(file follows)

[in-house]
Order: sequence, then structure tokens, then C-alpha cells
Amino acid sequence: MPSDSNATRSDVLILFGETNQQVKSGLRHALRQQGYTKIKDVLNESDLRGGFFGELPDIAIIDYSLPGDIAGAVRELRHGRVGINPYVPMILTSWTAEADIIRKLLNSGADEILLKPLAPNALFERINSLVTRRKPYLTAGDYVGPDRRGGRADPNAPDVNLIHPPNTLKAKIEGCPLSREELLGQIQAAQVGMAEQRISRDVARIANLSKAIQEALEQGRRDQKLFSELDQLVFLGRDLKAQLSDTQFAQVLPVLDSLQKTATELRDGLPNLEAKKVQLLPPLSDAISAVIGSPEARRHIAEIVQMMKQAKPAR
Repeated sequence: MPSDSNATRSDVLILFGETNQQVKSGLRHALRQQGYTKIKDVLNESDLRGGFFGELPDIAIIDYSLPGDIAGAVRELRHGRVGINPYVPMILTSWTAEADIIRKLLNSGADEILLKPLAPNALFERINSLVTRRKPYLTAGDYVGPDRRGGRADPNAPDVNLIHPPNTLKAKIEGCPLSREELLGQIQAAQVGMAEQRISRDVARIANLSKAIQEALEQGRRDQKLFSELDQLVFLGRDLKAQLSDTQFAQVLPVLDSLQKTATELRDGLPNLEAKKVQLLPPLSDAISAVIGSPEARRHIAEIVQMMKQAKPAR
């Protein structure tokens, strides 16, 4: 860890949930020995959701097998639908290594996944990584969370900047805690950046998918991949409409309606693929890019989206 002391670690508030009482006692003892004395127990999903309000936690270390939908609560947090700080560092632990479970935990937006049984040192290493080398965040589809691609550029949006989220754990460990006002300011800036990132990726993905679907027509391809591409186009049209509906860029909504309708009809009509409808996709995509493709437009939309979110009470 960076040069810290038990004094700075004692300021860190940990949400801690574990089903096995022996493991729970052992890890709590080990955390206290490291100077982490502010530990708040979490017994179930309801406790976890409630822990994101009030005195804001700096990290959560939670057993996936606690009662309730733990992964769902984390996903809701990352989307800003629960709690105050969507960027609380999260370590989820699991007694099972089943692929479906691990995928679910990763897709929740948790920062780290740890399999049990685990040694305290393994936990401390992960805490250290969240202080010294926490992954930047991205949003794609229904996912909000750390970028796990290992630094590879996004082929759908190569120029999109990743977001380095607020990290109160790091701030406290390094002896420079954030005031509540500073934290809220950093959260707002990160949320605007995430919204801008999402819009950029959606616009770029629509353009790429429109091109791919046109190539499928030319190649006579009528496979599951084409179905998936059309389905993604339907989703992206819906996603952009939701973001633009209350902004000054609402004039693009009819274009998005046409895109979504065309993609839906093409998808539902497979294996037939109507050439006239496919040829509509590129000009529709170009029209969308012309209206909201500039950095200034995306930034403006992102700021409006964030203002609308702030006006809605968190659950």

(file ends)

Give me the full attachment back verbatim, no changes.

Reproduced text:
[in-house]
Order: sequence, then structure tokens, then C-alpha cells
Amino acid sequence: MPSDSNATRSDVLILFGETNQQVKSGLRHALRQQGYTKIKDVLNESDLRGGFFGELPDIAIIDYSLPGDIAGAVRELRHGRVGINPYVPMILTSWTAEADIIRKLLNSGADEILLKPLAPNALFERINSLVTRRKPYLTAGDYVGPDRRGGRADPNAPDVNLIHPPNTLKAKIEGCPLSREELLGQIQAAQVGMAEQRISRDVARIANLSKAIQEALEQGRRDQKLFSELDQLVFLGRDLKAQLSDTQFAQVLPVLDSLQKTATELRDGLPNLEAKKVQLLPPLSDAISAVIGSPEARRHIAEIVQMMKQAKPAR
Repeated sequence: MPSDSNATRSDVLILFGETNQQVKSGLRHALRQQGYTKIKDVLNESDLRGGFFGELPDIAIIDYSLPGDIAGAVRELRHGRVGINPYVPMILTSWTAEADIIRKLLNSGADEILLKPLAPNALFERINSLVTRRKPYLTAGDYVGPDRRGGRADPNAPDVNLIHPPNTLKAKIEGCPLSREELLGQIQAAQVGMAEQRISRDVARIANLSKAIQEALEQGRRDQKLFSELDQLVFLGRDLKAQLSDTQFAQVLPVLDSLQKTATELRDGLPNLEAKKVQLLPPLSDAISAVIGSPEARRHIAEIVQMMKQAKPAR
């Protein structure tokens, strides 16, 4: 860890949930020995959701097998639908290594996944990584969370900047805690950046998918991949409409309606693929890019989206 002391670690508030009482006692003892004395127990999903309000936690270390939908609560947090700080560092632990479970935990937006049984040192290493080398965040589809691609550029949006989220754990460990006002300011800036990132990726993905679907027509391809591409186009049209509906860029909504309708009809009509409808996709995509493709437009939309979110009470 960076040069810290038990004094700075004692300021860190940990949400801690574990089903096995022996493991729970052992890890709590080990955390206290490291100077982490502010530990708040979490017994179930309801406790976890409630822990994101009030005195804001700096990290959560939670057993996936606690009662309730733990992964769902984390996903809701990352989307800003629960709690105050969507960027609380999260370590989820699991007694099972089943692929479906691990995928679910990763897709929740948790920062780290740890399999049990685990040694305290393994936990401390992960805490250290969240202080010294926490992954930047991205949003794609229904996912909000750390970028796990290992630094590879996004082929759908190569120029999109990743977001380095607020990290109160790091701030406290390094002896420079954030005031509540500073934290809220950093959260707002990160949320605007995430919204801008999402819009950029959606616009770029629509353009790429429109091109791919046109190539499928030319190649006579009528496979599951084409179905998936059309389905993604339907989703992206819906996603952009939701973001633009209350902004000054609402004039693009009819274009998005046409895109979504065309993609839906093409998808539902497979294996037939109507050439006239496919040829509509590129000009529709170009029209969308012309209206909201500039950095200034995306930034403006992102700021409006964030203002609308702030006006809605968190659950």